Growing, Nurturing, Leading: Camp Directors Reflect On Their Own Summer Camp Experiences
Many of the directors of our favorite summer camps in the Delaware Valley region were once campers themselves. Some of them even attended the camps they now oversee. We spoke to three directors who reflect on their time as campers, what they gained from going to camp and how they draw on their experiences to help them in their roles.
Lisa Kasser, founder, owner and director of Burn Brae Day Camp, Dresher, Pennsylvania
I attended an arts-oriented day camp at age 5 and continued to age 11. My day camp experiences inspired and influenced me on a social, emotional and artistic level. It was a springboard for my involvement and ultimate career choices in theater, television and eventually day camp. I loved the outdoors and natural setting of my childhood camps, which has instilled in me a lifelong passion for the outdoors.
When I started Burn Brae Day Camp 41 years ago, my previous camp experiences helped to shape my ideas in forming my camp.
I knew many children like me who wanted to focus on the arts — music, art, theater, dance, film making and photography — while still participating in swimming, science, nature and noncompetitive athletics.
I realized while reflecting on my past camp memories that I had wanted to choose my activities and areas of interest instead of following a group schedule that included activities I didn’t like.
In creating Burn Brae, I gave my campers the opportunity to create their customized schedule by choosing their activities, starting at age 7. I am living my dream — giving thousands of children over the past four decades opportunities to explore, experience, find their interests and passions, make lifelong camp friends and create amazing and lasting memories, just like I had.
Gary Karp, child care director at Brandywine YMCA’s Camp Quoowant, Wilmington, Delaware I attended the camp I run now, a traditional outdoor day camp.
I enjoyed playing games, being part of a group and making new friends. When you go to school and play sports, you’re usually with the same people. But I got to meet all kinds of new people, people who didn’t live near me or weren’t children of my parents’ friends. I got to choose my friends.
Camp gives you the independence and strength to try new things. One of the things that makes that possible is that you have people who are watching you who are older than you but they’re not your parents. They’re like your big brothers or big sisters.
Camp provides a lifelong opportunity to make friends and develop certain skills and techniques. Most importantly, it gives you the ability to interact in a group, try new things and fail without feeling terrible about yourself. I often tell our camp counselors when we do training that we don’t need to cheer only when people succeed, but we should also always cheer when people try. Without trying new things, you can never become more independent and get all these small experiences that make you more self-confident, courageous and strong.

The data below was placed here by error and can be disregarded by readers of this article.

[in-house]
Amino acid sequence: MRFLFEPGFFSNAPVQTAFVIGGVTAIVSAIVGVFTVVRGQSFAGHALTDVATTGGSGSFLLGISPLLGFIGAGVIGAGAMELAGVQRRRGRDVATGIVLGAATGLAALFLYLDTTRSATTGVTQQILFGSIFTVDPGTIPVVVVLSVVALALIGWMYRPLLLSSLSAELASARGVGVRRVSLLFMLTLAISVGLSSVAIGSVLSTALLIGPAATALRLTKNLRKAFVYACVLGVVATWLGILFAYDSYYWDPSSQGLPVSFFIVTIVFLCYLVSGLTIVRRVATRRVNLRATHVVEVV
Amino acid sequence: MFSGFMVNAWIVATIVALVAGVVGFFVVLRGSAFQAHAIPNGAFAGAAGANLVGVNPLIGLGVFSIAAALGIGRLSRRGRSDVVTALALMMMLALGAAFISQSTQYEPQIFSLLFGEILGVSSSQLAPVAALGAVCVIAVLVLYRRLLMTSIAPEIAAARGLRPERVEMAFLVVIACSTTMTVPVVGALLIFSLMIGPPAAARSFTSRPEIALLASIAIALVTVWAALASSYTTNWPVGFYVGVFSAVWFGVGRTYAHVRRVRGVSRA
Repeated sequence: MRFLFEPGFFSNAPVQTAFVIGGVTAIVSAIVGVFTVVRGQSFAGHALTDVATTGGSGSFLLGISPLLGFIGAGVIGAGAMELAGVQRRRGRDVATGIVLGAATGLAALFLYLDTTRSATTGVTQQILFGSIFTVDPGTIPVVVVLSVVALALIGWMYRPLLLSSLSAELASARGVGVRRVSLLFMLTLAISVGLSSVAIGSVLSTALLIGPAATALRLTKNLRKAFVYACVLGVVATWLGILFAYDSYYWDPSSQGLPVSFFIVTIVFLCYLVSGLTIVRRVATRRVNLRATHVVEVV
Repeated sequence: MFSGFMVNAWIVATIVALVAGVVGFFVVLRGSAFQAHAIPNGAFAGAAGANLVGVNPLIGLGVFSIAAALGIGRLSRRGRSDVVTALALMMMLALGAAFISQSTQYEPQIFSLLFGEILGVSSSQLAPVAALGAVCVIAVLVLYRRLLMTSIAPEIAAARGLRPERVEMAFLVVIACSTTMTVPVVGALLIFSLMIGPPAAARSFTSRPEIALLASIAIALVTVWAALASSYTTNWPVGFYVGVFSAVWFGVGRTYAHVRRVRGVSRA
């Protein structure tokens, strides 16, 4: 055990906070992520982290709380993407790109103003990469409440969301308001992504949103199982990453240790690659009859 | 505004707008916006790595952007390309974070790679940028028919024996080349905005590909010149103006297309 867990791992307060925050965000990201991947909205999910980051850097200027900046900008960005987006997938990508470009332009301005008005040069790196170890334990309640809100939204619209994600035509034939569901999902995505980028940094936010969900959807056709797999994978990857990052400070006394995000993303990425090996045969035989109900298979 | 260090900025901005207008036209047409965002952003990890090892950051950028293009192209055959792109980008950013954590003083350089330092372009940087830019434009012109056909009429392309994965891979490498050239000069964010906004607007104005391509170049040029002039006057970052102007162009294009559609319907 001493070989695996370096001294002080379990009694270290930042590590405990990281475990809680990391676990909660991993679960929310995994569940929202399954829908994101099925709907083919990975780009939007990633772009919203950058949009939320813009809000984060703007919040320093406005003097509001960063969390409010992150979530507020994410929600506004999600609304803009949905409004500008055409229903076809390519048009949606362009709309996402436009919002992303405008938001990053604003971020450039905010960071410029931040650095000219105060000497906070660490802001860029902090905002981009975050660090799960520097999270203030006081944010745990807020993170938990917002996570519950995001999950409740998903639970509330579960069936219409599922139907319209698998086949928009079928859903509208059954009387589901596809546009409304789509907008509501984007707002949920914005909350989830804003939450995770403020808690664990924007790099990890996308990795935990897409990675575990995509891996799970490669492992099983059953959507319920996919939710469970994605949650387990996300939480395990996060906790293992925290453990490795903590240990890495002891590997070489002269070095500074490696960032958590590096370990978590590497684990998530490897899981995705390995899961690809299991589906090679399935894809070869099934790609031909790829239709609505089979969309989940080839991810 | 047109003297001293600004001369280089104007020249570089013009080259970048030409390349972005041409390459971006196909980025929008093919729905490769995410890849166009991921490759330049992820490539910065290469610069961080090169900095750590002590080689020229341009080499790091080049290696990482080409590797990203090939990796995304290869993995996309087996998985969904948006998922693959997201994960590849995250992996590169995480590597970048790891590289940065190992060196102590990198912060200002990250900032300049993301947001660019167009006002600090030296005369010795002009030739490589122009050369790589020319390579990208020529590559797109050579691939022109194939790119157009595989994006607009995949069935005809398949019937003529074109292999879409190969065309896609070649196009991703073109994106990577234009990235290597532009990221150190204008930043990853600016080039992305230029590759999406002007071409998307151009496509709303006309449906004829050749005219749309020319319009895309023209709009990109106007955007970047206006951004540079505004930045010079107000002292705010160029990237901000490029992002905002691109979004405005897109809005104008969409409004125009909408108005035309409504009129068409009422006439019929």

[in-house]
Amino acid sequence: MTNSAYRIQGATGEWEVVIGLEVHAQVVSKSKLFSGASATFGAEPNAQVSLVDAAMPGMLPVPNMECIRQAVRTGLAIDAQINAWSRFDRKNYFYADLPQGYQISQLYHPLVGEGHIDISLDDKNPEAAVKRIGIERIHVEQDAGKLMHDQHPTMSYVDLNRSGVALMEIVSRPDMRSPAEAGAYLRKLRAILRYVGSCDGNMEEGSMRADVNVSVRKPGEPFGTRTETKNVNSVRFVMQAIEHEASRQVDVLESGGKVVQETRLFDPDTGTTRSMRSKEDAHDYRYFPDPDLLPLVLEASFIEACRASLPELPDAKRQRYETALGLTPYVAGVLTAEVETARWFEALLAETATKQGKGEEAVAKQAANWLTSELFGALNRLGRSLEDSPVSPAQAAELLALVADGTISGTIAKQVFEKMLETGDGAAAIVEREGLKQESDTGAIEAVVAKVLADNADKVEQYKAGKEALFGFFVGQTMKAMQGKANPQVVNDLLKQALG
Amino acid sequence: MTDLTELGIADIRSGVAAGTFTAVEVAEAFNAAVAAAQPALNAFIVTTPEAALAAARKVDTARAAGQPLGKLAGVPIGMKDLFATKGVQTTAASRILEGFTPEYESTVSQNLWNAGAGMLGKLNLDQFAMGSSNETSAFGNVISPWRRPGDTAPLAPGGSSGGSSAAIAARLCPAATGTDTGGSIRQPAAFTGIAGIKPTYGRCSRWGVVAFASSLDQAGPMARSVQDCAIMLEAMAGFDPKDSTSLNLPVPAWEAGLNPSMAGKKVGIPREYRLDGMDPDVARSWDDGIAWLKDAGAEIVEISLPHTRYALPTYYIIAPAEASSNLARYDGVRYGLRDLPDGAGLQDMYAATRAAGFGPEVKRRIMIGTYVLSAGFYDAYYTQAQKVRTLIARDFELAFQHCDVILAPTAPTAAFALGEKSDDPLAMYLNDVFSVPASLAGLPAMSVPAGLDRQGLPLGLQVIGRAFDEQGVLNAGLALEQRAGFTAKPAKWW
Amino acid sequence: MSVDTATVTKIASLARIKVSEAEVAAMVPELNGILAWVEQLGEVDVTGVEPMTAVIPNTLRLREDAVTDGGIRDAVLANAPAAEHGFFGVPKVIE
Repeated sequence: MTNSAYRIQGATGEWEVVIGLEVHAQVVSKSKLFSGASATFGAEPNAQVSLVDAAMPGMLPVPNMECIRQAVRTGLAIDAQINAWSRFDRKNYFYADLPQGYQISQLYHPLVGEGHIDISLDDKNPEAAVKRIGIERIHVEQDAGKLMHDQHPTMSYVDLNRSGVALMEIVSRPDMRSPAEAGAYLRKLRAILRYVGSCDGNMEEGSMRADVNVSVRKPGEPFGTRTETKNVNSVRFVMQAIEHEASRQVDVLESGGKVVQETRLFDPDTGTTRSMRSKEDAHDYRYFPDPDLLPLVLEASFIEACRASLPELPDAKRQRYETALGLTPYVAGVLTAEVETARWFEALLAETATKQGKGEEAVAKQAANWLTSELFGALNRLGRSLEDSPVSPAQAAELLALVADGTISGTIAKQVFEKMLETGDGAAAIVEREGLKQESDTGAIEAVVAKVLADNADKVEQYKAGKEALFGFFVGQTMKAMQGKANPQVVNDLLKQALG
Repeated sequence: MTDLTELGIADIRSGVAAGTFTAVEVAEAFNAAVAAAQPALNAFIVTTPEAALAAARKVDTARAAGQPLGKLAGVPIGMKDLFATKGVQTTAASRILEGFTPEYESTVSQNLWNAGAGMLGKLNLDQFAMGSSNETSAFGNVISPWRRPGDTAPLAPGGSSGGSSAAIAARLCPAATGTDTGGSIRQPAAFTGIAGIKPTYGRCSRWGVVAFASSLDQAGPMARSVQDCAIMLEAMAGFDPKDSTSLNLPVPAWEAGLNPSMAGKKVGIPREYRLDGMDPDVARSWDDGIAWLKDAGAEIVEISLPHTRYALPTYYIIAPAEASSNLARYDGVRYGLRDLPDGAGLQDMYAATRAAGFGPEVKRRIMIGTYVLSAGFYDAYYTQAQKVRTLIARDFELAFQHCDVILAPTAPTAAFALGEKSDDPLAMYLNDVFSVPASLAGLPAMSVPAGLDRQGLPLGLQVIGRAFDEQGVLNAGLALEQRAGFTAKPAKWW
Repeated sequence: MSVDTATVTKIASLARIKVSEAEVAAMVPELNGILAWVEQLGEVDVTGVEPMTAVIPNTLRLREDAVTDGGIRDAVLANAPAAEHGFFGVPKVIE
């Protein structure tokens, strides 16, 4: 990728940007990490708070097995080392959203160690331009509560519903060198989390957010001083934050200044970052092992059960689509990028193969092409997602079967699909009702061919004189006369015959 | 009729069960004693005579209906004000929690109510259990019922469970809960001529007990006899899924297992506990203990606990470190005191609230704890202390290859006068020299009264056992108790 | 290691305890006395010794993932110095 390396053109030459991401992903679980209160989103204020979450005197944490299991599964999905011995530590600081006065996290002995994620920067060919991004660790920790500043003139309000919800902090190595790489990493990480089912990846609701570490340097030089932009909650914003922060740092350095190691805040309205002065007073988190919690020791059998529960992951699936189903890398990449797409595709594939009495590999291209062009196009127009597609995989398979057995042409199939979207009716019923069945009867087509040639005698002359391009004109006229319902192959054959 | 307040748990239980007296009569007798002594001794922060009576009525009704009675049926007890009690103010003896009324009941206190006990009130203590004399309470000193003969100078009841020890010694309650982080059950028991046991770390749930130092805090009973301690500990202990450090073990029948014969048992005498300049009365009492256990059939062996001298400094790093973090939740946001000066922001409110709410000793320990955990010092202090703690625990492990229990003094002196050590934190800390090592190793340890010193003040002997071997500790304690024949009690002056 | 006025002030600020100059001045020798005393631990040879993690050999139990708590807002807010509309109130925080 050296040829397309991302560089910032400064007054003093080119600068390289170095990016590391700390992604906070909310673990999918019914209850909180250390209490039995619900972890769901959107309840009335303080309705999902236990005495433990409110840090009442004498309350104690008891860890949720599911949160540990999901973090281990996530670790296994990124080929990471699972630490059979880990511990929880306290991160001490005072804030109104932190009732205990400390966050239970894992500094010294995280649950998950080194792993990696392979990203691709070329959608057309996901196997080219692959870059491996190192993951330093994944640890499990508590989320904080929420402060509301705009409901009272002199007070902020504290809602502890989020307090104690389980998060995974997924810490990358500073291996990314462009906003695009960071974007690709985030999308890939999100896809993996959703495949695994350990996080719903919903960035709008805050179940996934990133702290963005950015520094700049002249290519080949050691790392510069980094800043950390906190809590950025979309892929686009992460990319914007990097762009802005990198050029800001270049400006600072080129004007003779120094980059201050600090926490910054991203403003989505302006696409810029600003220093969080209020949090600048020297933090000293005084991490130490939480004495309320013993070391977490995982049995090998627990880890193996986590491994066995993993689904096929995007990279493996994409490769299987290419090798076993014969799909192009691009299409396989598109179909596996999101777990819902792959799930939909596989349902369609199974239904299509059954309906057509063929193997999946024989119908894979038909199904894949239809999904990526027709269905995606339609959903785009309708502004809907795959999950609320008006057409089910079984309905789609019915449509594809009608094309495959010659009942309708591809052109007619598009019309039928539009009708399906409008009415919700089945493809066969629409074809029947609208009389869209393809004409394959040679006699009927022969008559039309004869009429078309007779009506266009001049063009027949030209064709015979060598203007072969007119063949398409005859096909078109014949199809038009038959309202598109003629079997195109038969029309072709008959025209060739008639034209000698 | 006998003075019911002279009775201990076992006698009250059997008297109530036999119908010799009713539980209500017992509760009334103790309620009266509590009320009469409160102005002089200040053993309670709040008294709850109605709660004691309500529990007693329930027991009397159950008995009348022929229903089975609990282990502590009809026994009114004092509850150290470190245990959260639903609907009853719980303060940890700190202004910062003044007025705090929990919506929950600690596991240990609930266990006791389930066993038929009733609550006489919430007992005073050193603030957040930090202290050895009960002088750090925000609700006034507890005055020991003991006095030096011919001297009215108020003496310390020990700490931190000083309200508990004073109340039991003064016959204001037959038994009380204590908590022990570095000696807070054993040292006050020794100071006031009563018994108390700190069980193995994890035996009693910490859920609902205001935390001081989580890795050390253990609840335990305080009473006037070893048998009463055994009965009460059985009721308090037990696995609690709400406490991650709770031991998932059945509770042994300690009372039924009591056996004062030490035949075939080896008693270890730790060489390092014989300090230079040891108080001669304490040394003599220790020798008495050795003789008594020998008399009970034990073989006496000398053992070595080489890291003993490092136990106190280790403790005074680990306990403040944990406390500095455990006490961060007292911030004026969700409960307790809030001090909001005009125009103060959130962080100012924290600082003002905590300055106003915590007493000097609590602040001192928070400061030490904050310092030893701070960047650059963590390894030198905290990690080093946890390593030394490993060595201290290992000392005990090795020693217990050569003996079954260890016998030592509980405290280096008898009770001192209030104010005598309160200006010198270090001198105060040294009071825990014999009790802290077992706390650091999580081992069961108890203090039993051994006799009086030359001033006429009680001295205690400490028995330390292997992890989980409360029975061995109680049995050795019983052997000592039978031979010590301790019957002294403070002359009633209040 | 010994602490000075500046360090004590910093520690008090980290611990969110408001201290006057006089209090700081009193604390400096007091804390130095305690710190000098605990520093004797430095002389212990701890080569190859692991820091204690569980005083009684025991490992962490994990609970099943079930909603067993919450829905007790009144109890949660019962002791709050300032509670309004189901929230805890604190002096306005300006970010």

Camp is one of the greatest things people can do. It’s wonderful that not only the Y but also other camps provide a place for kids to safely grow and develop their character while making lifelong friends. Sleepaway camp is different from day camp, but friendships are the biggest thing people take away from camp. Even counselors make lifelong friends too.
Elizabeth Staib King, executive director, YMCA of Delaware’s Camp Tockwogh, in Worton, Maryland
I was a camper at YMCA Camp Tockwogh.
Camp is where I got to do things I never would have been introduced to — like learning how to sail, ride a horse and do archery.
My parents liked the independence I displayed when I came home. I remember my mom saying, “Wow! I didn’t even have to ask you to clear the table.” We set the table, clear the table and have chores that are part of the living community here at camp. I was always looking forward to camp and the next year, and being able to do something different. I gained independence, initiative and resilience at camp.
There’s a camp craft program here. Learning how to tie knots, start a fire with a magnifying glass and being able to pass all the skill requirements to go on a special campout was important to me.
What’s so unique and awesome about camp is that children have role models who are close to them in age. At the time, I didn’t necessarily realize that, but I looked up to them and emulated them. I had counselors from other countries and counselors who were a part of the BIPOC (Black, Indigenous and people of color) community. It opened up my mind to people of different cultures
I’m coming into my 15th summer this year as the executive director. I think, “How do we get camp back to that feeling that I had as a camper?” In a nutshell, what was it about camp, those counselors and those experiences, that kept me engaged and wanting to come back?